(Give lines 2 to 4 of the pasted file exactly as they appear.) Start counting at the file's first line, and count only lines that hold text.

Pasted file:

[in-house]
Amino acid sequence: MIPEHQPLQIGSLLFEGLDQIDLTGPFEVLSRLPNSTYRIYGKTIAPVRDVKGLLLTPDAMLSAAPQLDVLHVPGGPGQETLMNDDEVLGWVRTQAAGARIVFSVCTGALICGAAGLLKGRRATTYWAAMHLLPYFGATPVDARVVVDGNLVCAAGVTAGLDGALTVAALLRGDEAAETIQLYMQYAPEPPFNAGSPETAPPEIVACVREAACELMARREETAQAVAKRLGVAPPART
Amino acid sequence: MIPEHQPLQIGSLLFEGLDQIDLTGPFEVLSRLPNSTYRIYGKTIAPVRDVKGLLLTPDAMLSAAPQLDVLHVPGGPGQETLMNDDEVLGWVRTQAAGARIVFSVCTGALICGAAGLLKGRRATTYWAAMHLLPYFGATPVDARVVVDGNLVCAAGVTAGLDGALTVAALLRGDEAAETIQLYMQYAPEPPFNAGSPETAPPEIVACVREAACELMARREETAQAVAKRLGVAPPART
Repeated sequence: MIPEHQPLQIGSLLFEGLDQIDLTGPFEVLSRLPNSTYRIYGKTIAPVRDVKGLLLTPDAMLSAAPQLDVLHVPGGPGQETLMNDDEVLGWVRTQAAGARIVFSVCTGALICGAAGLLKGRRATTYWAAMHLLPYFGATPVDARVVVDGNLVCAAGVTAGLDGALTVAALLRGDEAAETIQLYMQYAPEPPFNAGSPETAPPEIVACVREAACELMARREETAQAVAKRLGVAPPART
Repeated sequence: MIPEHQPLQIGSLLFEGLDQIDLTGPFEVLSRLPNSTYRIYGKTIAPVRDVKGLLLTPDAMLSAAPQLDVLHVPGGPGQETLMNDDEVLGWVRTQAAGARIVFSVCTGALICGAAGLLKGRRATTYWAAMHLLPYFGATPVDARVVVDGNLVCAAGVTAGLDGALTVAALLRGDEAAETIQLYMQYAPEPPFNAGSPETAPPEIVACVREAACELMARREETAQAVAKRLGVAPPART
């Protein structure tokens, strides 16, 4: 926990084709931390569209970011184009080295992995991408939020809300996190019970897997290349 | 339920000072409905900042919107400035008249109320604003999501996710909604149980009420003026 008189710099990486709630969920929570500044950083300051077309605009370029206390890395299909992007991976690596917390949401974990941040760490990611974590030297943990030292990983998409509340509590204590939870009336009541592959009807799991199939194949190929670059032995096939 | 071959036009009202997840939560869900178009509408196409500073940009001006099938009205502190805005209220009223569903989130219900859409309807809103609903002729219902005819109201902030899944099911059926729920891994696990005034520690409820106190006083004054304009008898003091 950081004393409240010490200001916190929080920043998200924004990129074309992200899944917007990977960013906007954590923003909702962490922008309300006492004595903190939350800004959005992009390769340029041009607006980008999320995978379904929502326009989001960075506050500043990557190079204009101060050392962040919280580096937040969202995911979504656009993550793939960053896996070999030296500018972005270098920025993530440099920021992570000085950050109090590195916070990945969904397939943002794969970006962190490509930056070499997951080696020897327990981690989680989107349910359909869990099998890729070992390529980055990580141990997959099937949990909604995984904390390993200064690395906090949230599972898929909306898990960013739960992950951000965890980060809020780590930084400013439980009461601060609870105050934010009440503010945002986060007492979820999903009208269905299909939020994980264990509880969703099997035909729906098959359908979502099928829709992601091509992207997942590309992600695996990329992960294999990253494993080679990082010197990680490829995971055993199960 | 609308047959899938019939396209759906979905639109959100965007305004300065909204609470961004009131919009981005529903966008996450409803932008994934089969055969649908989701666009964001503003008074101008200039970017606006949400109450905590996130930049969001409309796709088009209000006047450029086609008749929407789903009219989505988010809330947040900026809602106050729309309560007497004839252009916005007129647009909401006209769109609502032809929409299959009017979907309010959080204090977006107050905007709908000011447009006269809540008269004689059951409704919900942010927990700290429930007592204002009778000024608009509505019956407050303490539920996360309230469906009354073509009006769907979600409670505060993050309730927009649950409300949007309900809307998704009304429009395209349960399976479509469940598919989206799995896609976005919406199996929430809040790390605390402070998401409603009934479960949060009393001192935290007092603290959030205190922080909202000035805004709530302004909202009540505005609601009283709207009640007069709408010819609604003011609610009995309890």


Amino acid sequence: MIPEHQPLQIGSLLFEGLDQIDLTGPFEVLSRLPNSTYRIYGKTIAPVRDVKGLLLTPDAMLSAAPQLDVLHVPGGPGQETLMNDDEVLGWVRTQAAGARIVFSVCTGALICGAAGLLKGRRATTYWAAMHLLPYFGATPVDARVVVDGNLVCAAGVTAGLDGALTVAALLRGDEAAETIQLYMQYAPEPPFNAGSPETAPPEIVACVREAACELMARREETAQAVAKRLGVAPPART
Amino acid sequence: MIPEHQPLQIGSLLFEGLDQIDLTGPFEVLSRLPNSTYRIYGKTIAPVRDVKGLLLTPDAMLSAAPQLDVLHVPGGPGQETLMNDDEVLGWVRTQAAGARIVFSVCTGALICGAAGLLKGRRATTYWAAMHLLPYFGATPVDARVVVDGNLVCAAGVTAGLDGALTVAALLRGDEAAETIQLYMQYAPEPPFNAGSPETAPPEIVACVREAACELMARREETAQAVAKRLGVAPPART
Repeated sequence: MIPEHQPLQIGSLLFEGLDQIDLTGPFEVLSRLPNSTYRIYGKTIAPVRDVKGLLLTPDAMLSAAPQLDVLHVPGGPGQETLMNDDEVLGWVRTQAAGARIVFSVCTGALICGAAGLLKGRRATTYWAAMHLLPYFGATPVDARVVVDGNLVCAAGVTAGLDGALTVAALLRGDEAAETIQLYMQYAPEPPFNAGSPETAPPEIVACVREAACELMARREETAQAVAKRLGVAPPART